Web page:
Your credit score weighs your credit-worthiness, and helps lenders and other organizations to judge whether or not you’re likely to pay back debts in a timely manner, or warns them if you might be an unreliable borrower.
This means that, whether you’re looking to buy or rent your first home, purchase an investment property, take out insurance, or get a loan for a business, your credit score will have an impact on the likelihood of approval, as well as the rates you pay on loans or policies.
The better your rating, the more money you are likely to save over the years — a figure that can easily amount to tens of thousands of dollars during your life. As a result, having a high credit score should be an important personal finance goal.
There are a number of factors that can affect where your rating sits. From your credit card and loan payments, to the length of your credit history, current level of debt, and amount of credit applications, there are many different elements of your personal finance taken into account. Read on for some of the easiest ways you can maintain your credit score over time.
Check Your Current Score for Errors
It’s worth regularly checking your credit rating, just in case there are any errors — it can sometimes happen. Contact one of the nation’s credit agencies to get a copy of your personal credit report and then read through it thoroughly. Be on the lookout for things such as late payments that didn’t occur, incorrect credit limits, and collection items that should have been assigned to someone else’s rating. Getting errors taken off your credit report can help preserve your score, or even drastically improve your credit score and make it easier for you to get approved for things like top-rated credit cards.
Pay off Credit Cards and Loans on Time
One of the best things you can do to keep your credit score high is to show that you pay off your debts. This means that you should always pay your credit cards off on time, as well as any other loans. By making all of your bill payments on time, month after month, you prove that you’re a “good risk” for lenders. If instead you fall behind on payments regularly, even if by just a few days, this can negatively impact your score.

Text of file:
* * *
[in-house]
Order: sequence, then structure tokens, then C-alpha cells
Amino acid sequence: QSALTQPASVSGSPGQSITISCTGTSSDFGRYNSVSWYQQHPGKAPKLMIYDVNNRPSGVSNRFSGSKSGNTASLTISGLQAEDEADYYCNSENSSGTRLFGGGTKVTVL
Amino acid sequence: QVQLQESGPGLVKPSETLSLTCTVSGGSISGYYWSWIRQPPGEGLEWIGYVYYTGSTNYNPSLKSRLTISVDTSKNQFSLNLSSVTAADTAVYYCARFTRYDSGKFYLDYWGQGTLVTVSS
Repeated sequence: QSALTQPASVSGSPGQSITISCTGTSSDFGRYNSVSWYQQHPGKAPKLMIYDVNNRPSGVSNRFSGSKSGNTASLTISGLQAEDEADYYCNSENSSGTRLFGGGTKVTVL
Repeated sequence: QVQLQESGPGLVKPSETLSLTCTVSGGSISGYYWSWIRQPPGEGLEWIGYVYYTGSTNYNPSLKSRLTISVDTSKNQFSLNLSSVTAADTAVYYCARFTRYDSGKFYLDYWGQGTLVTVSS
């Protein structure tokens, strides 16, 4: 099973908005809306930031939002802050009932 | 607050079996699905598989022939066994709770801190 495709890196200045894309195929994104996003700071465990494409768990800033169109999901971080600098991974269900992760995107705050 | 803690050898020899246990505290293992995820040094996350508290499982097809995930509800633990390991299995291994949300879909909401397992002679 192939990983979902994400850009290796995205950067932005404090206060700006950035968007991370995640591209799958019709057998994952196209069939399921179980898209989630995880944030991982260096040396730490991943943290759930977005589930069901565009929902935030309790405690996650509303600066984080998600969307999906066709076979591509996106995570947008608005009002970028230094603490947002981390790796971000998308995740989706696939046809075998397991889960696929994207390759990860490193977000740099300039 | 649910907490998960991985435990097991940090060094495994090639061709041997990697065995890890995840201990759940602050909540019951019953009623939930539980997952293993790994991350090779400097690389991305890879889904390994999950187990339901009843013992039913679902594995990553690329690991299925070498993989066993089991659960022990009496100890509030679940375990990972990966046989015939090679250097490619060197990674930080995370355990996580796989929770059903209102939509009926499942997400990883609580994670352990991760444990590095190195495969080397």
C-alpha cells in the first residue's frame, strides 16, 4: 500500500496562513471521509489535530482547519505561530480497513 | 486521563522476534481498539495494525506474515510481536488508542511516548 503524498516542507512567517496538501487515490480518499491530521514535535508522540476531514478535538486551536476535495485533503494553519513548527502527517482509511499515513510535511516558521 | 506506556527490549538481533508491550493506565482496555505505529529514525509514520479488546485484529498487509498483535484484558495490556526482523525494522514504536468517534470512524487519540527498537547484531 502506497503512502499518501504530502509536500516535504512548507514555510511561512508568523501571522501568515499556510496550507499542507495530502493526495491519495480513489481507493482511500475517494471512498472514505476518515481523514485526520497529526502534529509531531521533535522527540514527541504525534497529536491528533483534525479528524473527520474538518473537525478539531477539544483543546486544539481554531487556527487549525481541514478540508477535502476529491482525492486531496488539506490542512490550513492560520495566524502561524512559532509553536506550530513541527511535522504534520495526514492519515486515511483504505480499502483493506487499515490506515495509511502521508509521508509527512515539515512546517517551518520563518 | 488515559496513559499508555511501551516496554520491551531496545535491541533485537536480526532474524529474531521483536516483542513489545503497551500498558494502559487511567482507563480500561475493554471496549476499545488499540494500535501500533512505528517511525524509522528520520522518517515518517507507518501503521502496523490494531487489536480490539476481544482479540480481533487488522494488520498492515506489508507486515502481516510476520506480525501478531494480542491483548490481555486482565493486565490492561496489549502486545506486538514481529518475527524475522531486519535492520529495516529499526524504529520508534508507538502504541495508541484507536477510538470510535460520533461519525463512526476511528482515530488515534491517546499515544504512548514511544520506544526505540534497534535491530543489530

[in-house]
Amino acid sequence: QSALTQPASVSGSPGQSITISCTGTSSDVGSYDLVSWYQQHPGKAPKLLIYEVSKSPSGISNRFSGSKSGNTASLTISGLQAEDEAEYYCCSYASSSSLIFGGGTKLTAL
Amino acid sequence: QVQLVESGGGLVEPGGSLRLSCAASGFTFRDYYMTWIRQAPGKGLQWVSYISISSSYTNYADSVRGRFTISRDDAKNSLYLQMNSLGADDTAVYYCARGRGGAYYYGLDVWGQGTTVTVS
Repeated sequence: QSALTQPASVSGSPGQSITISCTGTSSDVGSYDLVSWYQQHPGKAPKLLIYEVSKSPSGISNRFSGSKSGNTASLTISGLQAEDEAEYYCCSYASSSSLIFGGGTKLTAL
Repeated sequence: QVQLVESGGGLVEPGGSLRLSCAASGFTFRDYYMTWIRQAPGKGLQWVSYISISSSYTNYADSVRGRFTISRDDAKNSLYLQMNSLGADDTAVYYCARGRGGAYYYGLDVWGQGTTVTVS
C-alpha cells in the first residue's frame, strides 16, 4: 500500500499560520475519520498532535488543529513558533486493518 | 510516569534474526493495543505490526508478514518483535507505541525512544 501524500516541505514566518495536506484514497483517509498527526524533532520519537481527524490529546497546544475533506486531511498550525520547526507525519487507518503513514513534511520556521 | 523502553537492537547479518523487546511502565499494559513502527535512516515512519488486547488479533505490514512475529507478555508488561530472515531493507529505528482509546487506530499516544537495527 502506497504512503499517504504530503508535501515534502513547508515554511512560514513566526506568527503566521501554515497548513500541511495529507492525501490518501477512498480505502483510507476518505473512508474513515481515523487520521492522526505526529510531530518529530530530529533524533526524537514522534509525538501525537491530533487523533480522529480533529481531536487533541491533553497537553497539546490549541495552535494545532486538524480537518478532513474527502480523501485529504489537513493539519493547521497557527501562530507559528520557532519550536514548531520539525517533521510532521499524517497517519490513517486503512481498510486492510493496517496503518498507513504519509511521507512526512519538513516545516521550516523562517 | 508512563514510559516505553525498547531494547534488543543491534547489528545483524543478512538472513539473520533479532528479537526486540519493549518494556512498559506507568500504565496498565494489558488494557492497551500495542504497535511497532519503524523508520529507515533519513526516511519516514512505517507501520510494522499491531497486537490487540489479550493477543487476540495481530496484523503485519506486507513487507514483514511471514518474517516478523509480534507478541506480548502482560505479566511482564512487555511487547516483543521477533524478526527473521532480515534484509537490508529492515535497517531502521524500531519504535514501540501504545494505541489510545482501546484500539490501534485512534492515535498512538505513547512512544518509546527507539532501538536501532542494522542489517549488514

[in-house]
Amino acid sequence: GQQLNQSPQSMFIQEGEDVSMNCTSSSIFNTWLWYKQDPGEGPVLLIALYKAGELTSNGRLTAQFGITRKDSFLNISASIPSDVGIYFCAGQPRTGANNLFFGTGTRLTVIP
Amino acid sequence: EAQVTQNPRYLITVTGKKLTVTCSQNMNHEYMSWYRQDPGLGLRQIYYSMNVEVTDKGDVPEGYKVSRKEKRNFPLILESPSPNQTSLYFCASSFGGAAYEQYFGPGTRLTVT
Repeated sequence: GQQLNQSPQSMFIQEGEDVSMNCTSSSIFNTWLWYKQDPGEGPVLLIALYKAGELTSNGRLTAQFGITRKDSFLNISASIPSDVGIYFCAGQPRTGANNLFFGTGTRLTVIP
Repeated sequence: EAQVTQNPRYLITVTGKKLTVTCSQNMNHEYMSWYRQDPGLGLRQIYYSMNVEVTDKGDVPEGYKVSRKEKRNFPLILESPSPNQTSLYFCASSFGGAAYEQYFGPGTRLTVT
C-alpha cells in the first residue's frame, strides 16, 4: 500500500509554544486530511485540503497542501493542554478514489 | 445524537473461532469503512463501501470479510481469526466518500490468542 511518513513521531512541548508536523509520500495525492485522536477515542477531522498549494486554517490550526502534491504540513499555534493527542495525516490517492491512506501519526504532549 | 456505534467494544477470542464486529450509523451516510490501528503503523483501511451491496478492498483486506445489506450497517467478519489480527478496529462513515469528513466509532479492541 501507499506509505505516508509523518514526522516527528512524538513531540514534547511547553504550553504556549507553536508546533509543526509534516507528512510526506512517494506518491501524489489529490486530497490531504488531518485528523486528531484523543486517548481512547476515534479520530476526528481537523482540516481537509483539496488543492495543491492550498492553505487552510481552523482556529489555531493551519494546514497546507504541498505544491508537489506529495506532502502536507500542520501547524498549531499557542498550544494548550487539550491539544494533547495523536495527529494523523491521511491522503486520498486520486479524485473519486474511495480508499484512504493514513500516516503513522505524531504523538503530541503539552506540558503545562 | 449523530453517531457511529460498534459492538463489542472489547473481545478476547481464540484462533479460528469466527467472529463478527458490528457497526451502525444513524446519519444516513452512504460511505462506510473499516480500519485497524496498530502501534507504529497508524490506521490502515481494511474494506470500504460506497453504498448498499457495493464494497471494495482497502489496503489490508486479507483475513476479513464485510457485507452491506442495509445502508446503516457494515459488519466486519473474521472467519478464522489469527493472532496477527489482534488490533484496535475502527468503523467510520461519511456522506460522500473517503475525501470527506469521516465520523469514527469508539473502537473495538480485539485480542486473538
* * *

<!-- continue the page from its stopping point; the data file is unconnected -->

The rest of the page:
If you’re saving up for a big purchase, like a house or a car, and trying to put all your funds towards the deposit for that, don’t forget to keep on paying your current, smaller loans. If you struggle to remember payment due dates or lose track of paperwork, it pays to set up automatic withdrawals through your bank. This way, all your loans and other bills will be paid on time, without you having to think about it further.
Be Wary of Applying for Too Many Loans or Cards
Another factor to be aware of is that each time you apply for a credit card or other type of loan, the issuer looks into your credit report to ascertain whether or not you’re likely to pay funds back. This results in an inquiry on your credit rating.
If you apply for lots of different loans, your score will suffer, as it looks like you must be desperate for funds or that you’re regularly knocked back and therefore need to keep applying with other lenders (even if this isn’t the case). You should minimize the amount of applications you put in each year, especially within a short period of time. Also try to never to apply for a loan that you’re not confident will be approved.
Keep in mind too that it isn’t just banks that can generate inquiries — rental companies, telecommunications firms and other businesses that allow you to set up monthly accounts also tend to check credit reports.
Lower Your Debt to Credit Ratio
When you’re working to sustain your credit score, it also helps to lower your credit utilization — that is, your debt to credit ratio. Generally around a third of your rating is determined by the percentage of available credit you’re using at a time. This means that the lower your rate of utilization, the better your credit score will be. Try to keep your rate sitting at less than 20 percent.
If you need to lower your debit to credit ratio, the easiest thing to try first is asking for higher credit limits on your credit cards. If increases don’t get approved, then work to pay off your cards. Stop charging anything new to your credit cards for a time and instead only pay with cash until your utilization level lowers.